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NAR: Future appraiser shortage is real

Realtors are again ringing alarm bells over a potential future
crisis in the appraisal industry.

In a new report, the National Association of Realtors (NAR) said that a wave of retiring appraisers
and a lack of new entrants into the field could create a serious shortage of
available appraisers for the housing and mortgage markets, particularly in rural areas.

NAR estimated that the current population of appraisers
stands at about 82,000 nationwide. That number could decline by roughly a
quarter over the next 30 years given the 2016 level of appraisers entering the
field, the trade group said.

NAR cited figures from the Appraisal Foundation, which keeps
tabs on people who pass the National Uniform Licensing and Certifications
Examinations exam each year, a requirement to practice.

In 2016, that number reached a new low at 662, which
is down from 2,087 in 2008. This number averaged just 1,000 from 2010 to 2014.

“We are well below replacement at this level, so we do need
more appraisers, and we need high-qualify appraisers,” said Ken Fears, NAR’s
director of housing finance and regional economics.

A wave of appraisers is expected to reach retirement age
over the next 10 to 15 years. Appraisers also have been leaving the industry
before reaching retirement as the government has ratcheted up the training
requirements and regulations.

“A lot of appraisers seem to be very concerned about the AMCs [appraisal management companies, through which lenders must now order appraisals services] adding to the workload without adding to their commissions, actually taking
away from their commissions,” Fears told Scotsman Guide News. “Essentially, in economics, we would call them rent
seekers. They are not really adding value.”

Fears said that increased automation will likely reduce the
demand for live appraisers. Even if a large number of future appraisals are handled through automation,
however, the industry will likely face a shortage of live appraisers. Fears noted that the modeling tends to work only in newer developments with similar properties. In neighborhoods with a lot of variation and aging properties, live appraisers will always be needed. 

“Even if we do automate roughly 50 percent of the GSE and
FHA space [loans purchased by Fannie Mae and Freddie Mac, and insured by the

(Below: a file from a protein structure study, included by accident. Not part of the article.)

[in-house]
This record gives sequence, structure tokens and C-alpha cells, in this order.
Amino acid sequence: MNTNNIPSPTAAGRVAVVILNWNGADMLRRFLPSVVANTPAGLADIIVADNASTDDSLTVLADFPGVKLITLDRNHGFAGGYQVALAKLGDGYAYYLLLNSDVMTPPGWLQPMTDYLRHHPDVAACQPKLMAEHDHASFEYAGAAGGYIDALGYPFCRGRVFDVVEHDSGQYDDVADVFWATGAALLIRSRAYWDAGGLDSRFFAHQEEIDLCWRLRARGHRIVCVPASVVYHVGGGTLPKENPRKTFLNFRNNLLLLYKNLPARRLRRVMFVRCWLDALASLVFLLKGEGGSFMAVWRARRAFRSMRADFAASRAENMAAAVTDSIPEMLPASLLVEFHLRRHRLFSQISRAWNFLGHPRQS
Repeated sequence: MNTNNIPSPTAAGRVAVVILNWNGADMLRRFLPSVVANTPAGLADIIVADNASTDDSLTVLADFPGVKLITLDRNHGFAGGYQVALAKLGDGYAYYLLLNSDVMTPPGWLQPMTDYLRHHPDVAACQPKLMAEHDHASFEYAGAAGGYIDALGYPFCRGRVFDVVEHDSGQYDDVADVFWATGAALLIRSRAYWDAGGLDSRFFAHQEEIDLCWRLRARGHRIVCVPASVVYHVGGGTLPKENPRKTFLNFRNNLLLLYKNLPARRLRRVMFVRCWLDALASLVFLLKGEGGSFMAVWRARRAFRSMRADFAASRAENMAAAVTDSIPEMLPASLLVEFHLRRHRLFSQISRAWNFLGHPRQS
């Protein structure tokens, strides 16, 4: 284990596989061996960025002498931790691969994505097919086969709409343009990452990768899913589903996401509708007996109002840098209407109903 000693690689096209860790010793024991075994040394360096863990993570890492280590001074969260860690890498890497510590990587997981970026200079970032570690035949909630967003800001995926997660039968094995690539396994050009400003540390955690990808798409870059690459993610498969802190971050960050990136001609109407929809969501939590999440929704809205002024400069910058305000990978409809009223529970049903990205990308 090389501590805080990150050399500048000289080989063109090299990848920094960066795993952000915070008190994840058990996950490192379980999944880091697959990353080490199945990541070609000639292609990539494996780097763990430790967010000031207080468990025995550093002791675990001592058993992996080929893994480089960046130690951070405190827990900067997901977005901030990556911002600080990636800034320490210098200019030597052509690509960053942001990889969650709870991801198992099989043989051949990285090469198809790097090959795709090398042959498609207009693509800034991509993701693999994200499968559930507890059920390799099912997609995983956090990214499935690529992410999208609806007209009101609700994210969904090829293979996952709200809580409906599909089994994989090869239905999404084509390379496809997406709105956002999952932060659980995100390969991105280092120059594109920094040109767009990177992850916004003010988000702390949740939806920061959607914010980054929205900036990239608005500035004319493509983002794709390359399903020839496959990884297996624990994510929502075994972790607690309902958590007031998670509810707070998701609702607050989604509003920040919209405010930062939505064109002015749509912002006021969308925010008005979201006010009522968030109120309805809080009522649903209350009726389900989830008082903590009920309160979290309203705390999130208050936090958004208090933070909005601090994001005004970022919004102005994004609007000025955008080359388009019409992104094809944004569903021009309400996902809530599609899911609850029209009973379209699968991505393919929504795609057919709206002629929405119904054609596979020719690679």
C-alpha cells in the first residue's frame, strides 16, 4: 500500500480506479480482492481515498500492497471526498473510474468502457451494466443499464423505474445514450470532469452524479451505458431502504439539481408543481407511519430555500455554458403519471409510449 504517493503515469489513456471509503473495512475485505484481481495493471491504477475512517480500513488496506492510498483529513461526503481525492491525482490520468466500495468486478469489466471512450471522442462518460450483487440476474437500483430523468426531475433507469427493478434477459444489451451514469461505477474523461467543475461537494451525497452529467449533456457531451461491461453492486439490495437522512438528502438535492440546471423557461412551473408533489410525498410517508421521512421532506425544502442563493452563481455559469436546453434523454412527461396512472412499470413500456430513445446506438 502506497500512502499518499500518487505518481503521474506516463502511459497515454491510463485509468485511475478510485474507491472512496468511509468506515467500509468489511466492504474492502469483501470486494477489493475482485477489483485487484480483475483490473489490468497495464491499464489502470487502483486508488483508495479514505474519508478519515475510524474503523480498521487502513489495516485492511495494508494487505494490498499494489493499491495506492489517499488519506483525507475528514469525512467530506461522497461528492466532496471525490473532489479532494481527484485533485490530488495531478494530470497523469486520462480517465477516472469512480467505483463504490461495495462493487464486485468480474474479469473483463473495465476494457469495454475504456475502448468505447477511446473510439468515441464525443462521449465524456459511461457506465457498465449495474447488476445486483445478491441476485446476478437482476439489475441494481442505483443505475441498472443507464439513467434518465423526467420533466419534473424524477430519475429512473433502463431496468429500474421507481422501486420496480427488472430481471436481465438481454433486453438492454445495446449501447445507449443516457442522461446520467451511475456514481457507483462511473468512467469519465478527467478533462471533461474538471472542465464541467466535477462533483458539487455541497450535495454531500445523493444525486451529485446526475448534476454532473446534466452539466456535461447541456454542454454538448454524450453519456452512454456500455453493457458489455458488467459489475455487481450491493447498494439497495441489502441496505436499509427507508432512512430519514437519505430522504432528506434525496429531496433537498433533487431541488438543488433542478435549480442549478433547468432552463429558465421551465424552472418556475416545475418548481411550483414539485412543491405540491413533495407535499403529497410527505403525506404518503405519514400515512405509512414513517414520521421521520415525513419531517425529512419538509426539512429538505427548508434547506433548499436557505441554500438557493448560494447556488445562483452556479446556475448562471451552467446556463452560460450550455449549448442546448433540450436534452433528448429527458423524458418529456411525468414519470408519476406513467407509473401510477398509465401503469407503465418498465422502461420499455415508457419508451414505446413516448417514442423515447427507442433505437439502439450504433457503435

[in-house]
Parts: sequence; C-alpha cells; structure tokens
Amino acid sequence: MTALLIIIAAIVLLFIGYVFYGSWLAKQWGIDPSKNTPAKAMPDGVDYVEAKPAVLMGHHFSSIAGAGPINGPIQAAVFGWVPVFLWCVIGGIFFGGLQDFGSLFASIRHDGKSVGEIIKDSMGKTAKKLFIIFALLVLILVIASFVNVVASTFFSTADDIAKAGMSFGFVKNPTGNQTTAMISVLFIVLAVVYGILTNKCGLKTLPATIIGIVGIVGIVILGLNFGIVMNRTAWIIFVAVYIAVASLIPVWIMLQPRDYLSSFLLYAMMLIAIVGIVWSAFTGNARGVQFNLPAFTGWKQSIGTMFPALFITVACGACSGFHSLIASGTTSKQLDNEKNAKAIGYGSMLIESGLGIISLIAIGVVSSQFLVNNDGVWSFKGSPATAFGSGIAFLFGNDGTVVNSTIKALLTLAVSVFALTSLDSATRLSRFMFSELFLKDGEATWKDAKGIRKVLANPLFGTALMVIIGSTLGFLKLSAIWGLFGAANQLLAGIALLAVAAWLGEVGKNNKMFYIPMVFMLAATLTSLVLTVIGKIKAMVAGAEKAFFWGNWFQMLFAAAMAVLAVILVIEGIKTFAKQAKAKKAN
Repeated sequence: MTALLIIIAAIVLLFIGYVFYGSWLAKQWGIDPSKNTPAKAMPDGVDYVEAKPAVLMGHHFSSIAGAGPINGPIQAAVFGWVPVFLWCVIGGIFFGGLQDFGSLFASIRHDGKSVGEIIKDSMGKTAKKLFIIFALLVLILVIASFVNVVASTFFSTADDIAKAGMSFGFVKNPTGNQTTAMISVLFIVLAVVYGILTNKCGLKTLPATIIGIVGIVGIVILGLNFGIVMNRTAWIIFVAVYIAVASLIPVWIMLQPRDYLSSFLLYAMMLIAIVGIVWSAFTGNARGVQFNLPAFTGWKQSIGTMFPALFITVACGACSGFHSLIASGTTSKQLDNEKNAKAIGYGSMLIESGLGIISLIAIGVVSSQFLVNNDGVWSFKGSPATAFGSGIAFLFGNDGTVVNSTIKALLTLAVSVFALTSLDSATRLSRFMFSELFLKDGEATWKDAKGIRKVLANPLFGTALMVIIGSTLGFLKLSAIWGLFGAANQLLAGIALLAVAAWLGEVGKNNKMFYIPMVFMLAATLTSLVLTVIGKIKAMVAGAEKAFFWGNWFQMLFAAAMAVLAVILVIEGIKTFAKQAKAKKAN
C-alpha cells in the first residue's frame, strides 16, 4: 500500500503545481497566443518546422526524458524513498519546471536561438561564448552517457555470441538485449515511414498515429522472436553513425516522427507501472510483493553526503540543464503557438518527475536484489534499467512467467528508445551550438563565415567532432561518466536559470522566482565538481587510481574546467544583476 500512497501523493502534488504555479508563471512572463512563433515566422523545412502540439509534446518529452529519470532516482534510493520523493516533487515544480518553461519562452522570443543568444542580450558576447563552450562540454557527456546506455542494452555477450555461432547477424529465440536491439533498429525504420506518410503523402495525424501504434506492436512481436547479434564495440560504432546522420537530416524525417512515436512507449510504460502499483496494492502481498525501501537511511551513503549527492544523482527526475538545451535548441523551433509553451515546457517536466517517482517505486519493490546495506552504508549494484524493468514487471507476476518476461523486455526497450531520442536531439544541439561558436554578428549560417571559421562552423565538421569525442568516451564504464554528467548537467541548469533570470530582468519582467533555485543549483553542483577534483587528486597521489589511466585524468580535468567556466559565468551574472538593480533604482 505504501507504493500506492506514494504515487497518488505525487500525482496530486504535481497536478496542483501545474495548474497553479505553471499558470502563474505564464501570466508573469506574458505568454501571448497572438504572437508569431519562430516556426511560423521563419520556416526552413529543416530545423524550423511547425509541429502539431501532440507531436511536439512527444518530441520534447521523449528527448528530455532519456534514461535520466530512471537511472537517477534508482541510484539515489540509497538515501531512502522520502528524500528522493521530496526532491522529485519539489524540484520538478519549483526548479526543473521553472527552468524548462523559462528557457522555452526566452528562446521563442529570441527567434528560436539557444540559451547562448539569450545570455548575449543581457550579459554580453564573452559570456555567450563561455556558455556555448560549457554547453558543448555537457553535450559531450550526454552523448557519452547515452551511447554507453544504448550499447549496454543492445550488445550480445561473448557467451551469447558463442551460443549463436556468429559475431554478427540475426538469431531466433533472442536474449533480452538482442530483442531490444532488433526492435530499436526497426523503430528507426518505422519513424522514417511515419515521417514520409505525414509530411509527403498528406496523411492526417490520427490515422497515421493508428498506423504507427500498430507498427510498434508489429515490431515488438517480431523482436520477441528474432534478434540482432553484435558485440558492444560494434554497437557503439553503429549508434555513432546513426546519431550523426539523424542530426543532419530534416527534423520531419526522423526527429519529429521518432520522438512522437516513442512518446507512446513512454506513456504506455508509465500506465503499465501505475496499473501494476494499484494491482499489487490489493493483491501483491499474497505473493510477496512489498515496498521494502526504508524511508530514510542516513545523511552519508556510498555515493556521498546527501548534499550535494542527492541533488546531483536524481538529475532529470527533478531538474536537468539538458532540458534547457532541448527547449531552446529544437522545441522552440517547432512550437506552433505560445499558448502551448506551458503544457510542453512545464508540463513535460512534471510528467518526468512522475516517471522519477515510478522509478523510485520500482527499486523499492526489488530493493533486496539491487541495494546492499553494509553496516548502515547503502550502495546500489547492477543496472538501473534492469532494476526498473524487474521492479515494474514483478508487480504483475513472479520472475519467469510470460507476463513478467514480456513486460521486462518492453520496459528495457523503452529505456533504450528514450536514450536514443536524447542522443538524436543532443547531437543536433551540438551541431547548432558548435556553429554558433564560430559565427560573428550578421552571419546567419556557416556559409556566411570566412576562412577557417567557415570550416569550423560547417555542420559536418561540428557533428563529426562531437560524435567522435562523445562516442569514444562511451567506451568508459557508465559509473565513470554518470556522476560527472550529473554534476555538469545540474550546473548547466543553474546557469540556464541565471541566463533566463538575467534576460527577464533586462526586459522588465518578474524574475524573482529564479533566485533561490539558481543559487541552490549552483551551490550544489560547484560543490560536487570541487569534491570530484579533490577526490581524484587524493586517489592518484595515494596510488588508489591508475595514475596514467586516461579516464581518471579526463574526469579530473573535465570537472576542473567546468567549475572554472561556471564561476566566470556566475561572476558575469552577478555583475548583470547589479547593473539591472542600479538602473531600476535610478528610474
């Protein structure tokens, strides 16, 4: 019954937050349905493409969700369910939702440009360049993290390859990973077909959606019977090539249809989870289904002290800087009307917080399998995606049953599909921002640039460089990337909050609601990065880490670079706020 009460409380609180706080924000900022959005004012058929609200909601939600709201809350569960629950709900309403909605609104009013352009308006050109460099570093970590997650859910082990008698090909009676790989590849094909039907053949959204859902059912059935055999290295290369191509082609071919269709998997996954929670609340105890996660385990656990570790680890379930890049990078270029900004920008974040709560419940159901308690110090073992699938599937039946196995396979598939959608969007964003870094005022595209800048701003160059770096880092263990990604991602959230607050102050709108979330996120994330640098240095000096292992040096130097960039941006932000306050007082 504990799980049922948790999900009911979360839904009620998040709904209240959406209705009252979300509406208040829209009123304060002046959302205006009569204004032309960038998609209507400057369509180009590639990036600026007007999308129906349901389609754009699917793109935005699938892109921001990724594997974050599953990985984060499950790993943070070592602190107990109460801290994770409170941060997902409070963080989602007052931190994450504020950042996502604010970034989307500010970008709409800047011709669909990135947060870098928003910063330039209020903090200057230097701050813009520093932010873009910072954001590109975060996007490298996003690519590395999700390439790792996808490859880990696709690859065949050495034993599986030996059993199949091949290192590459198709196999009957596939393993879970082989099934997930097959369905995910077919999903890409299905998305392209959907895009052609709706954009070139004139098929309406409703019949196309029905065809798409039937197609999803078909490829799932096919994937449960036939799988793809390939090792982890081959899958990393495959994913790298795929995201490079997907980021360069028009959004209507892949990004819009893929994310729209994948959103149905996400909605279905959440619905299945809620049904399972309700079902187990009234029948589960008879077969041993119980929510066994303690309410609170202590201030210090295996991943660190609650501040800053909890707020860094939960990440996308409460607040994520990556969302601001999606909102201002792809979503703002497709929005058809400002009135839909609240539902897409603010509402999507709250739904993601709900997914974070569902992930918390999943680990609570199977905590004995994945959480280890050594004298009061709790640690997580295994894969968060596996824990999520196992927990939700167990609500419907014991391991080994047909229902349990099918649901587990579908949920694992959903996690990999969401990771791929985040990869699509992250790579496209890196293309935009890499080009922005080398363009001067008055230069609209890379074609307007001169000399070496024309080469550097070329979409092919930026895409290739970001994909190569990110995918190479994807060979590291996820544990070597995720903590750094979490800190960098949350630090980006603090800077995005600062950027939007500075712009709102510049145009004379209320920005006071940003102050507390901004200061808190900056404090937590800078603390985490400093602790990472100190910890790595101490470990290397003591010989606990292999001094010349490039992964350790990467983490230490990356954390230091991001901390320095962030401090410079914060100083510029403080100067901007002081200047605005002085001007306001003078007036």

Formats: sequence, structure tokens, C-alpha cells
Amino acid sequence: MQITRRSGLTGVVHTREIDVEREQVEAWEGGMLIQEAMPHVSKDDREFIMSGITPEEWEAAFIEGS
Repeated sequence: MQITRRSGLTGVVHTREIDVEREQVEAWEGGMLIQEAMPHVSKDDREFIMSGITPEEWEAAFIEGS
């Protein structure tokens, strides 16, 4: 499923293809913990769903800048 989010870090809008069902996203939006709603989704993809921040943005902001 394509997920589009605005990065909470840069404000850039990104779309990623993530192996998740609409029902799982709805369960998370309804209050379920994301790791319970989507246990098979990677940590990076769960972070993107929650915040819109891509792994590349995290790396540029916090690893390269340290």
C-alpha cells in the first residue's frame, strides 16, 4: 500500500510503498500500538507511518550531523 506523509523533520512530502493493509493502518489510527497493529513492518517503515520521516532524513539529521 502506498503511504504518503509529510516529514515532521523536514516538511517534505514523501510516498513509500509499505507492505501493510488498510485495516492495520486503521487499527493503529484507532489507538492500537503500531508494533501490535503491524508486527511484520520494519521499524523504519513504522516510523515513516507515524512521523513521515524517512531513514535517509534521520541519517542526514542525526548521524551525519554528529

Federal Housing Administration], that is not enough,” Fears said. “We need to
train a lot more people.” 






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  • With Expiration Looming, NAR, NAHB Applaud Flood Insurance Renewal Progress

    It remains to be seen if it passes into law, or how it
    will hold up during the process, but housing industry groups say an agreement
    has been hammered out for renewing the federal flood insurance program. Both
    the National Association of Home Builders (NAHB) and the National Association
    of Realtors® (NAR) say they have been working with the House Financial Services
    Committee on parameters, for, in the words of NAHB, “A viable, long-term flood
    insurance reauthorization bill that will keep the National Flood Insurance Program
    (NFIP) fiscally sound and enable home builders to provide safe and affordable
    housing to consumers.”

    A flood insurance policy is required of homeowners who
    live in certain Federal Emergency Management Agency (FEMA) designated flood
    plains and have a mortgage issued by any federally charted financial
    institution
    . The program
    provides $1.25 trillion in coverage for about 5 million policyholders
    nationwide. Policies are issued by private insurers but are backed
    by FEMA. Because not all homeowners are required to carry the insurance, risk
    is not shared over various levels of risk. 
    NFIP was authorized by an act of Congress in 1968 and has been
    reauthorized periodically since then.  

    The current reauthorization would be
    through the “21st Century Flood Reform Act.”  NAR said changes to the legislation have
    cleared the way
    for their endorsement of the bill.

    The Chicago Tribute, after the
    recent flooding in Illinois, reported that the federal program is indebted to
    the U.S. Treasury for $24.6 billion after massive payouts for damages caused by
    Hurricane Katrina, Superstorm Sandy, and other recent and devastating floods. NFIP
    is paying $400 million in interest on that debt.

    Flood insurance premiums do not
    reflect the true cost of the program and policies are not only backed by FEMA,
    they are federally subsidized. The last reauthorization of the program in 2012,
    the Biggert-Waters Flood Insurance Reform Act, required NFIP to raise premium rates
    to reflect true risk.

    While Biggert-Waters grandfathered existing
    policies, albeit with a gradual reduction of those subsidies, new policies were
    issued at a full risk-based rate. This caused immediate disruption in coastal
    and other flood-prone areas.  In 2013,
    MND wrote about one homeowner, in Pinellas County, Florida,
    who purchased a future retirement home in 2012 and paid a $3,300 premium for
    his first year of coverage.  When he
    received his next bill, it was for $24,300. 
    Congress quickly rolled back the risk-based premium requirement, but it
    continues to hang over the real estate market in lower elevation areas.

    Among the Financial Services
    Committee’s proposed changes that are supported by the housing groups are:

    • Elimination of a provision that
      would have ended NFIP coverage of new homes constructed in the 100-year
      floodplain;
    • Ensuring that “grandfathering” will
      remain for all policyholders if their risk changes when FEMA periodically
      revises its flood plain mapping.
    • Raises the annual premium floor for
      rate increases from its current 5 percent level to 6.5 percent rather than the
      8 percent originally proposed.

    The changes laid out in press
    releases from NAHB and NAR do not appear to address the problem of premium
    increases
    when properties change hands. There are anecdotal reports that uncertainty
    over this issue is already impacting real estate sales in some coastal areas.

    NAHB Chairman Grant MacDonald said, “NAHB
    commends House Financial Services Chairman Jeb Hensarling and Housing
    Subcommittee Chair Sean Duffy for their leadership in working with us to
    produce a bill that will preserve rate affordability, shore up the NFIP and
    address the concerns of the housing community. With the NFIP set to expire on Sept. 30, we urge the House to pass this bill quickly.”

    NAR President William E. Brown, said,
    “This legislation protects taxpayers, as well as homeowners, which is no